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  • What's in your lunchbox?

    10 February 2020

    Healthy living with Natalie von Bertouch

    Natalie von Bertouch is a dietitian, and Community Education Project Officer at Cancer Council SA.  

    What’s in your lunchbox?

    Do you know the impact a good and balanced diet can have? By eating a diet full of healthy foods and teaming it with being physically active every day and maintaining a healthy body weight, you can lower your risk of cancer.

    Studies have shown that being overweight, physically inactive and not eating a balanced diet rich in fruit and vegetables cause nearly one third of all cancers. While there is no one food that can protect against cancer, there are steps you can take to lower your risk through a healthy, balanced diet that includes a variety of foods from the five food groups.

    A look inside a healthy spread

    Give your body the right fuel for the day to help prevent cancer by aiming to pack a:

    • Main lunch that includes carbohydrates for energy—such as sandwiches, wraps, rolls, warm leftovers or salads based on grains like pasta, rice or quinoa.
    • Nutritious snack from the five food groups.
    • Piece of seasonal fruit, or tinned fruit in natural juice.
    • Water bottle and a small low fat milk (less than 300 mL)—sweet drinks such as juice, cordial, sports drinks, flavoured mineral waters and fizzy drinks are high in sugar and are not recommended.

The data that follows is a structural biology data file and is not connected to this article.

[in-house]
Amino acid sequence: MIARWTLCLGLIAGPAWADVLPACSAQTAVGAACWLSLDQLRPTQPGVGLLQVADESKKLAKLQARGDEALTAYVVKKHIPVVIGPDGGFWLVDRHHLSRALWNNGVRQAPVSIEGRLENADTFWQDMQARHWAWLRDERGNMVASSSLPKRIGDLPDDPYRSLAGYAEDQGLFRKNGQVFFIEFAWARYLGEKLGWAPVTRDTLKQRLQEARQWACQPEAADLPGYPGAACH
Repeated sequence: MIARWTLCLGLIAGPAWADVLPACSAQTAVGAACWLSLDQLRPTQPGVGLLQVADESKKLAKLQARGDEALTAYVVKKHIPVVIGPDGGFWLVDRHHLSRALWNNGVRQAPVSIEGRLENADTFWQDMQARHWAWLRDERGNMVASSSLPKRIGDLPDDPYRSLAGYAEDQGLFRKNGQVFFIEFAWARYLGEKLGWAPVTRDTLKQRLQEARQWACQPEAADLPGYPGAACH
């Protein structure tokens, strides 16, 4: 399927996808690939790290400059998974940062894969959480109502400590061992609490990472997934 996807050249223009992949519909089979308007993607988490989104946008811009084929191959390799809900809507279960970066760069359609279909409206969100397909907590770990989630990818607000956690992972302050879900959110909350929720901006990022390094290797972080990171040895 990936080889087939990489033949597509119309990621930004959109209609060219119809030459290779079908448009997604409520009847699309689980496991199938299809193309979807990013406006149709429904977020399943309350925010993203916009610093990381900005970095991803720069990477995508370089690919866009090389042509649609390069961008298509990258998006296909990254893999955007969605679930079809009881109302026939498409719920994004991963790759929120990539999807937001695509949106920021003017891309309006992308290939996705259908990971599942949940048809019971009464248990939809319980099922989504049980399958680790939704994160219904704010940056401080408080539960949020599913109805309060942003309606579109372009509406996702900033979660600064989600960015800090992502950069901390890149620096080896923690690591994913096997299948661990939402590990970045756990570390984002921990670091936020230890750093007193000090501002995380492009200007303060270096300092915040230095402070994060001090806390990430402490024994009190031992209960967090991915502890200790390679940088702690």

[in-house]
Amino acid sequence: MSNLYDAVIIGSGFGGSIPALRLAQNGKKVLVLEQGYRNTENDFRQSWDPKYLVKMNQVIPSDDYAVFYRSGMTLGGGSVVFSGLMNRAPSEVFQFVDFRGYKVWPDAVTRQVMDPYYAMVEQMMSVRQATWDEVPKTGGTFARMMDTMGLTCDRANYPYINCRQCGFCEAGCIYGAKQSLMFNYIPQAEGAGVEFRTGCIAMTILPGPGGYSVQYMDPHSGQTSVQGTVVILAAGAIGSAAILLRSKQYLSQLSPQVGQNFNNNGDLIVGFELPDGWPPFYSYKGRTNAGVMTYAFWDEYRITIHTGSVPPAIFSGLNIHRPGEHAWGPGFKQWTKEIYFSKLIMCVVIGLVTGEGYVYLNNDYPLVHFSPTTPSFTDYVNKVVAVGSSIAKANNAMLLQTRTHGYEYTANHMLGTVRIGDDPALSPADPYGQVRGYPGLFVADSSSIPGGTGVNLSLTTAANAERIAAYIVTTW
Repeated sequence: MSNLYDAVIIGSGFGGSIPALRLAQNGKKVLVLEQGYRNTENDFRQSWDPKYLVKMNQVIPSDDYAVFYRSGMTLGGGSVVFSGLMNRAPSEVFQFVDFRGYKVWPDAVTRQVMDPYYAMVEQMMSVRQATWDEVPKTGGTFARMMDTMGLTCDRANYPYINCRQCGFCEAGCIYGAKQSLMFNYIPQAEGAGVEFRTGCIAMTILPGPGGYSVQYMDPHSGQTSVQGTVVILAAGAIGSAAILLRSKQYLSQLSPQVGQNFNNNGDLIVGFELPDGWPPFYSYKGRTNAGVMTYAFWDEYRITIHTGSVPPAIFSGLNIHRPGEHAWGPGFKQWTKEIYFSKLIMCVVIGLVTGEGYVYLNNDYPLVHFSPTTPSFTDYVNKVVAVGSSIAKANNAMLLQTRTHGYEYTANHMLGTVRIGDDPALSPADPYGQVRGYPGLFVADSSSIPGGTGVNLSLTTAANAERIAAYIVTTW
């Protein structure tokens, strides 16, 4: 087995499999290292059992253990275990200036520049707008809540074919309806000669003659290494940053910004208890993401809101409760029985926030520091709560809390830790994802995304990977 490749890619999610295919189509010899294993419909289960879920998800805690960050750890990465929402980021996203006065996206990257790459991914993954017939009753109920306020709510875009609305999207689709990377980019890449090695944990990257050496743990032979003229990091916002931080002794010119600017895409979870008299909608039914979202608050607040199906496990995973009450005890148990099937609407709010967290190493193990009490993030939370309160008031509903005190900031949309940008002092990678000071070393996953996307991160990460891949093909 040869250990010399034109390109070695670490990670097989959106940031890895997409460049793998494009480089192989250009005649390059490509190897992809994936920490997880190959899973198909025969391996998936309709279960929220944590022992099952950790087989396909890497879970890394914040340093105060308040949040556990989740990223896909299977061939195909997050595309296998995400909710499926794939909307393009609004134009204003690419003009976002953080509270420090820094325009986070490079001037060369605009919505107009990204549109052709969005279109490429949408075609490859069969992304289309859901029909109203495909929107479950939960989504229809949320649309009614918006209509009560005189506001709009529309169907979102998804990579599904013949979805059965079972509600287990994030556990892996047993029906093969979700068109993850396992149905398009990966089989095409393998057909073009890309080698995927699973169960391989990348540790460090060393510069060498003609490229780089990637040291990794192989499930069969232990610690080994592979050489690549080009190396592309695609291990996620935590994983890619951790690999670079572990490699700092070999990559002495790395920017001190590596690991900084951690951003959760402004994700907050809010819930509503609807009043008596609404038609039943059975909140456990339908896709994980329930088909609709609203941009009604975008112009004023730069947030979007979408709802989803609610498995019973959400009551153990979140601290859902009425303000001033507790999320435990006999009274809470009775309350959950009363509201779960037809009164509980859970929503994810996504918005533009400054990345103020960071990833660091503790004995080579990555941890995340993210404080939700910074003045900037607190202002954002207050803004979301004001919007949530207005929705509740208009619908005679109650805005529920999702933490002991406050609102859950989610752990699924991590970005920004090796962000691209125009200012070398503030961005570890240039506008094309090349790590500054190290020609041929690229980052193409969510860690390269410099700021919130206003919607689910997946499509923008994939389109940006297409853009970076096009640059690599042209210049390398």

• If you need an extra snack, try picking an additional snack food from the five food groups.

    Make it and take it

    There are a great many healthy and nutritious snacks and meals you can make and prepare in advance. Why not make the most of leftovers and pack last night’s soup, stew or stir fry to heat up at work, or heat it up at home and store in an insulated flask.

    Or if you’re into baking, grab a wooden spoon and whip up some healthy mini carrot cakes that can be portioned and frozen ready for use.

    Having a high fibre diet can help cut bowel cancer risk.

    See this healthy recipe for mini carrot cakes which includes high fibre ingredients such as wholemeal flour, carrots, sultanas and walnuts. Hosting an Australia’s Biggest Morning Tea this year? Why not try this recipe as a high fibre, healthier alternative to traditional carrot cake! This way you can not only maintain your own healthy diet and cancer risk, but that of your family and friends too.

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